Response to ONC’s proposed Trusted Exchange Framework and Common Agreement

Next week is the final opportunity for public comment on the ONC’s proposed Trusted Exchange Framework and Common Agreement. I’ve prepared a set of comments and recommendations that focus on the scope and mechanics of individual access, including technical standards, security requirements, identity proofing, authentication, and authorization.

Given the importance of health data exchange to the SMART Health IT community, I’m sharing the full letter and 15 recommendations here in PDF.

Can Apple Take Healthcare Beyond the Fax Machine?

(A version of this blog was published by CNBC)

January 30, 2018

Ken Mandl (Twitter @mandl)

Despite spectacular advances in diagnostic imaging, non-invasive surgery, and gene editing, healthcare still faces a lackluster problem: many patients can only get health records from their doctor if the fax machine is working. Even when records are stored electronically, different chunks of every patient’s health information sit in the non-interoperable, inaccessible electronic record systems in different doctor’s offices.  

Anyone who needs her medical files gets them either printed or faxed, or has to log on into separate portals for each doctor and hospital, and even then getting view-only access. View-only apps can’t access data to help patients share information with family and healthcare providers, make decisions, monitor disease, stay on course with medications, or just stay well.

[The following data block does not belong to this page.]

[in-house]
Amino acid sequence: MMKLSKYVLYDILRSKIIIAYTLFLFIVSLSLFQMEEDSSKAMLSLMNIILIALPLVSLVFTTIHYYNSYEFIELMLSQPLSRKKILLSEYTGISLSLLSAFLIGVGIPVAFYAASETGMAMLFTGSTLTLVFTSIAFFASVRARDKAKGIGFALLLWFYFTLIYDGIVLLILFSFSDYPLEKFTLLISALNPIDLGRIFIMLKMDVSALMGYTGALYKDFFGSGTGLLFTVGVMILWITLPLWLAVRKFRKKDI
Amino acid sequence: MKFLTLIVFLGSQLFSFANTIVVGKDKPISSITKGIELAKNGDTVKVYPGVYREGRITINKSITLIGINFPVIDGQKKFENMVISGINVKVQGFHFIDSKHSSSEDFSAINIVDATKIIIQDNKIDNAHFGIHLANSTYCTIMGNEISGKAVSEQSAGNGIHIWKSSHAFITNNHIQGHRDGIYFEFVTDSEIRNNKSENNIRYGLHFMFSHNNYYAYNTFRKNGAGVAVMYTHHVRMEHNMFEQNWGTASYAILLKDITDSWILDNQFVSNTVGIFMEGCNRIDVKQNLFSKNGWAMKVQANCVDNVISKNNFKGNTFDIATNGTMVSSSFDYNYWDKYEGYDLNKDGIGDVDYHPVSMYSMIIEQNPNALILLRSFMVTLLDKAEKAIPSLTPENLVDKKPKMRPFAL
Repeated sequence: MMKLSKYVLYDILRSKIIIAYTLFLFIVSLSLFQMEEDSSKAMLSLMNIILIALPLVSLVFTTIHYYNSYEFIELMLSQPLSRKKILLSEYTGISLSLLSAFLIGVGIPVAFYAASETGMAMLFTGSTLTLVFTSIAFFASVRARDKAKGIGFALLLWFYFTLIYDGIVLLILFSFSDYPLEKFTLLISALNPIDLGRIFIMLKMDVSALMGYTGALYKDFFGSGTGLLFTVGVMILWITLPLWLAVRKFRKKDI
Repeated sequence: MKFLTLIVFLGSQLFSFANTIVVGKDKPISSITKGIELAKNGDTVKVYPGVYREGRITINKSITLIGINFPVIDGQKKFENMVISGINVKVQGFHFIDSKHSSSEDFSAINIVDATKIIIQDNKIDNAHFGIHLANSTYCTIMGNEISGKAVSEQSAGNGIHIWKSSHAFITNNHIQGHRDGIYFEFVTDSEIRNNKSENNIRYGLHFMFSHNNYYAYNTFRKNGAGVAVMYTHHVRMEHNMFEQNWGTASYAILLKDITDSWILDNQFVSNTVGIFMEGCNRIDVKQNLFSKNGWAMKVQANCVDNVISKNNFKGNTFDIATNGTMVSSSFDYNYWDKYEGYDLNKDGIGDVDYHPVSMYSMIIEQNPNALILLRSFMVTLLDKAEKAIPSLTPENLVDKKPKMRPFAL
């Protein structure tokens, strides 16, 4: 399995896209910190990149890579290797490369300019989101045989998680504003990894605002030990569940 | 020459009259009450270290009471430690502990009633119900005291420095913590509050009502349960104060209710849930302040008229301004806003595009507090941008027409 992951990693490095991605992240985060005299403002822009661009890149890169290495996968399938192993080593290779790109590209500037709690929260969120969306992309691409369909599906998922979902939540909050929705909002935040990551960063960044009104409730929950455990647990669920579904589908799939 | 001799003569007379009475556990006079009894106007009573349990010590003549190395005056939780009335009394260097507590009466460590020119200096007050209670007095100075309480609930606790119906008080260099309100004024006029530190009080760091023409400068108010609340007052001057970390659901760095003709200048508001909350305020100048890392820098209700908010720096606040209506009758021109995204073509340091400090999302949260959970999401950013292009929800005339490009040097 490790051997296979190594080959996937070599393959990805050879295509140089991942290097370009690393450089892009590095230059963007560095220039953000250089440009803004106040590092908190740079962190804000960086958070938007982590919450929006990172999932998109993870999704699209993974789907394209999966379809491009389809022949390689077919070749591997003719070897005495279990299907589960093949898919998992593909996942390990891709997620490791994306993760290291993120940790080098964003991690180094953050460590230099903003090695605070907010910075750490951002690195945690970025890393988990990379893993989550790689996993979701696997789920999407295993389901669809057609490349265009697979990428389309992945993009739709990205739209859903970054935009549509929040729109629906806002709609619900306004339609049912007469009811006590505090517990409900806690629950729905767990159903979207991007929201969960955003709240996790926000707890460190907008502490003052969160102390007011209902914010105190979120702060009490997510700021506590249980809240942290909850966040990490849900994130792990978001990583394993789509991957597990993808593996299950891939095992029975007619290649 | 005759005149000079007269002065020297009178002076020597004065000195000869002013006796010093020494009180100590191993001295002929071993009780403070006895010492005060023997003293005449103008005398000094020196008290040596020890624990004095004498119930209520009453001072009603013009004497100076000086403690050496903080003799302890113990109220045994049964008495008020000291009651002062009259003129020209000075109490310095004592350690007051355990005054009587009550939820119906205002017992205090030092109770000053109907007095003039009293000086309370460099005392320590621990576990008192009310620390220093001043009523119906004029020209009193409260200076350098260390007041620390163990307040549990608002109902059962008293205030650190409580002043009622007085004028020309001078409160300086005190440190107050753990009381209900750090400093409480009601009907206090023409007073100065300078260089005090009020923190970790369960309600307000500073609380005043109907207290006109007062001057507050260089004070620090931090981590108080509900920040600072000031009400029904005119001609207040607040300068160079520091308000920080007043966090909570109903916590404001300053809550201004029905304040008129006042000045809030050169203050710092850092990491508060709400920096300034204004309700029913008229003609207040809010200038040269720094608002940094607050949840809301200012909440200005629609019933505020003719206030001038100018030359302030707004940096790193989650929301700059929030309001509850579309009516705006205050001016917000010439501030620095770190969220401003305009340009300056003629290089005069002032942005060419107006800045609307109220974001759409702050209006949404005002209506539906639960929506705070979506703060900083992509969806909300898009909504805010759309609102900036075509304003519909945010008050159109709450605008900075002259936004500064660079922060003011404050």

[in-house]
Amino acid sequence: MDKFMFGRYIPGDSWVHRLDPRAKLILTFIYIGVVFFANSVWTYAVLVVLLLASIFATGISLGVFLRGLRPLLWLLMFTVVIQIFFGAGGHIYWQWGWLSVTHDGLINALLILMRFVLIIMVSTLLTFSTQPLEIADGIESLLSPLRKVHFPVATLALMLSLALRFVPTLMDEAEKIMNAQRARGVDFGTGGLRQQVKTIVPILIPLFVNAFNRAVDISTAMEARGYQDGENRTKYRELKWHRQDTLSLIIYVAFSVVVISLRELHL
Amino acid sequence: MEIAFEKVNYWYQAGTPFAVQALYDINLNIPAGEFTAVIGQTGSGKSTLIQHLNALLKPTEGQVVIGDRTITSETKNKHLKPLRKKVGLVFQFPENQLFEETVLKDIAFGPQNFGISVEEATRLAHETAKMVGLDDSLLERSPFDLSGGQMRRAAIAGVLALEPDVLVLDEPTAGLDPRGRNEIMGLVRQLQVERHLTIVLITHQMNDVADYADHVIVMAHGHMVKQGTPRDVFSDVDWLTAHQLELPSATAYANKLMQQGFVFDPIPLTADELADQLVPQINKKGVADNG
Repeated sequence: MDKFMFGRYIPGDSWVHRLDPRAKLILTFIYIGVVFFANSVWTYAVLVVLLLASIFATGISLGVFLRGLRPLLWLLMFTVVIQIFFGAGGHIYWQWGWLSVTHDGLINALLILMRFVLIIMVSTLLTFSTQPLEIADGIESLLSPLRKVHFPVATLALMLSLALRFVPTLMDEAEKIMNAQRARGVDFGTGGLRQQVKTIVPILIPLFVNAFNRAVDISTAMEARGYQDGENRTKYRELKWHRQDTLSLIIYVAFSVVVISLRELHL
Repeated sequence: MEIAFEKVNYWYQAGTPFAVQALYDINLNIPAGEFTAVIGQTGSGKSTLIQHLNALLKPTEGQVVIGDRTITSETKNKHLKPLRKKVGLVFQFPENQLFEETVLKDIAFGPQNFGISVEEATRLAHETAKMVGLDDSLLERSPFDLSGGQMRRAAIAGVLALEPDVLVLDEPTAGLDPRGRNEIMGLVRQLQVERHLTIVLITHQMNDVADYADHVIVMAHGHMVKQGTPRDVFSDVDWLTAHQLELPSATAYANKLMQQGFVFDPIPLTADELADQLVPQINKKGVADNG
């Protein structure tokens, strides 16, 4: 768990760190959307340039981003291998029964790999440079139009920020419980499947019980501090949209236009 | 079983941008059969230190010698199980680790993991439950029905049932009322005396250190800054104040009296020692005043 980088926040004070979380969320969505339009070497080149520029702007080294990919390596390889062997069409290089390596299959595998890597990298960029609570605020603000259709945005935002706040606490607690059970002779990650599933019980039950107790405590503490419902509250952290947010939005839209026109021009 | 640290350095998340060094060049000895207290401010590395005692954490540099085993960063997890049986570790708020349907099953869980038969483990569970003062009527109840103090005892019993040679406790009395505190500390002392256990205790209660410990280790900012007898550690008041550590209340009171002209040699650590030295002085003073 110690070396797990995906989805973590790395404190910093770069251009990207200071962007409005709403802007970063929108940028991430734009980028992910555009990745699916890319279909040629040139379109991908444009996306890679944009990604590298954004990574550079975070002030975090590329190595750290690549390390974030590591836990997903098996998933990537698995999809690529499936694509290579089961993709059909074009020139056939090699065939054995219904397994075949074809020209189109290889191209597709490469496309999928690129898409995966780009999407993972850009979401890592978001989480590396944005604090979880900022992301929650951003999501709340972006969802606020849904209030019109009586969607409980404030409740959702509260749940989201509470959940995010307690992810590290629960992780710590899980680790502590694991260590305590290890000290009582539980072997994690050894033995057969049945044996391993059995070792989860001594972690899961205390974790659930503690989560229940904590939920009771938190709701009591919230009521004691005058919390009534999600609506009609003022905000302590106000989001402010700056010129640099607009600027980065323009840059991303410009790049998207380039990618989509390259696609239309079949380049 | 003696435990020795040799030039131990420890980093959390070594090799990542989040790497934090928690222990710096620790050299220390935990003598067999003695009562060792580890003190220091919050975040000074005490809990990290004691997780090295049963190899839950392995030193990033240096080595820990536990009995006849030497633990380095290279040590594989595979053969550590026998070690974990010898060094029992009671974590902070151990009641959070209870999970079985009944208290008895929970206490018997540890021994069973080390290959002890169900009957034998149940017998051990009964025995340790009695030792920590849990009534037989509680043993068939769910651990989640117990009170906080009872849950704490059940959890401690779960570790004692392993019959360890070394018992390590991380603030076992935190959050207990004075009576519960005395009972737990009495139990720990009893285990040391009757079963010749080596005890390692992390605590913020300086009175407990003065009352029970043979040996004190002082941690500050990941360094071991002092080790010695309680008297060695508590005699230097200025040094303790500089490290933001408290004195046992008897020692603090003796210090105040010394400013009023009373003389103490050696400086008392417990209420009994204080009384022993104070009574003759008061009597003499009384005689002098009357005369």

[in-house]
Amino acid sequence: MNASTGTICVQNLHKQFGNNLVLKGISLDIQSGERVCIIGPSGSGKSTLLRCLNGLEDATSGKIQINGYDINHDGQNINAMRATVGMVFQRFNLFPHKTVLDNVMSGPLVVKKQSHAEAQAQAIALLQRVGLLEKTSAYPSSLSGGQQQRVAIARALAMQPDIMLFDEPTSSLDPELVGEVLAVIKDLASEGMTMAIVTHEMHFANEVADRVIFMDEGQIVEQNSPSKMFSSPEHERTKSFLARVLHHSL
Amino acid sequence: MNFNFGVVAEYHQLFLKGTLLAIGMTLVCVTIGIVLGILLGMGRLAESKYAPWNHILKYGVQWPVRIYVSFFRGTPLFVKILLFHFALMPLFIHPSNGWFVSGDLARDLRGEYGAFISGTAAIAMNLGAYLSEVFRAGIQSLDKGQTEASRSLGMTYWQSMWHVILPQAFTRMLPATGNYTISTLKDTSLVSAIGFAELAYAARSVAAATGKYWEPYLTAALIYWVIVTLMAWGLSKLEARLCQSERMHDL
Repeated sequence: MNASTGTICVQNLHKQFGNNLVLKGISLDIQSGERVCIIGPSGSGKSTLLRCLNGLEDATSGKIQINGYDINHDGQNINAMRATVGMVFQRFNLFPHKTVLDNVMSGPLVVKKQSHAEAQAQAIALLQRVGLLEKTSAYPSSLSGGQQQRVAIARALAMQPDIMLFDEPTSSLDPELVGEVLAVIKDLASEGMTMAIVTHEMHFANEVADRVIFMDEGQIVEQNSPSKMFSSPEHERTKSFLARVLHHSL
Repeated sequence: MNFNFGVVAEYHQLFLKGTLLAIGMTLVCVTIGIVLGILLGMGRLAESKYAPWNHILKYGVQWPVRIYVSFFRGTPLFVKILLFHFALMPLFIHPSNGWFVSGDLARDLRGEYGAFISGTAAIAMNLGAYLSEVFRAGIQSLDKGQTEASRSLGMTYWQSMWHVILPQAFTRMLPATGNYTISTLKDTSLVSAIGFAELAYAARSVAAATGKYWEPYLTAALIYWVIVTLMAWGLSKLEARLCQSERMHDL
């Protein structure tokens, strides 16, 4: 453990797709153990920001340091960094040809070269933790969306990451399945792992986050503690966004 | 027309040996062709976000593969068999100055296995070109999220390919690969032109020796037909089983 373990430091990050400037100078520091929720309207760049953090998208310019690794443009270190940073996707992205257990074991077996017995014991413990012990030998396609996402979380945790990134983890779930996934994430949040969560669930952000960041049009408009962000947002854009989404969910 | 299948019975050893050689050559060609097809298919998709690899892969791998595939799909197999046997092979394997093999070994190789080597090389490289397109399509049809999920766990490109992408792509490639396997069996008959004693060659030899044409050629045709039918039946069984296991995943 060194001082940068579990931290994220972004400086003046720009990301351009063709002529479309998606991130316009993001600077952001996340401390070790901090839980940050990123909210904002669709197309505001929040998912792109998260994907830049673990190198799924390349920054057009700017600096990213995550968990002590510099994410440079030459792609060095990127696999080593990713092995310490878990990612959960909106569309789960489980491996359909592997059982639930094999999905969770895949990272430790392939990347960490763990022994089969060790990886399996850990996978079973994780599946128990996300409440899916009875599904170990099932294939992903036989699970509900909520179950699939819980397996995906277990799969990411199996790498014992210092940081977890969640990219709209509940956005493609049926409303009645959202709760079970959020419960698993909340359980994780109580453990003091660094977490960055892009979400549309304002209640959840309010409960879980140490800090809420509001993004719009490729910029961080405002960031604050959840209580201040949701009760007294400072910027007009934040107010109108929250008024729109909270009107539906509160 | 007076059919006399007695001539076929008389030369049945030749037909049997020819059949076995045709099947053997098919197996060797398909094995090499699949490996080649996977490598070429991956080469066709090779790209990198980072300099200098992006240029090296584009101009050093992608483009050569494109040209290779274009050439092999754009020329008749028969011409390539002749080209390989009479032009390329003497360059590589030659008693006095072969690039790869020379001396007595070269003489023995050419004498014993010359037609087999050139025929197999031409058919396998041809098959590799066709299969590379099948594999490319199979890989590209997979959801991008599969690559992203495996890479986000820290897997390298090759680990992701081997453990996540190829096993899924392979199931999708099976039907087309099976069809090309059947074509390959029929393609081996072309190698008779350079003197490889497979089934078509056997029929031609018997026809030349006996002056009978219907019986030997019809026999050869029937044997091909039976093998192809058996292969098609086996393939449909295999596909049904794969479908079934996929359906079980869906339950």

On the positive side, this is changing, sort of. Using the iPhone Health app, patients will soon be able to download and view health records on their phones. On the one hand, don’t get too excited–it will initially only work for patients at a handful of institutions, Android users are still out in the cold, and the data available will be limited. And, some dismiss the impact of Apple’s move because of others’ failures to give patients control of their records.

However, Apple’s move is a decisive and consequential advance in patients’ struggle to get a copy of their own health data. Apple wisely chose to use open, non-proprietary approaches that will float all boats–even for Android users.  

Every patient deserves a ‘bank account’ of her health data, under her control, with deposits made after every healthcare encounter. After my colleagues and I demonstrated an open, free version of a “bank account” to companies in 2006, Google and Microsoft launched similar personally controlled health records — GoogleHealth and Microsoft Healthvault. Walmart and other employers offered our version, Indivo, as an employee benefit. Unfortunately, even these industry giants couldn’t shake loose data from the proprietary computer systems in doctors’ offices, or make the case to patients that curating the data was worth the effort.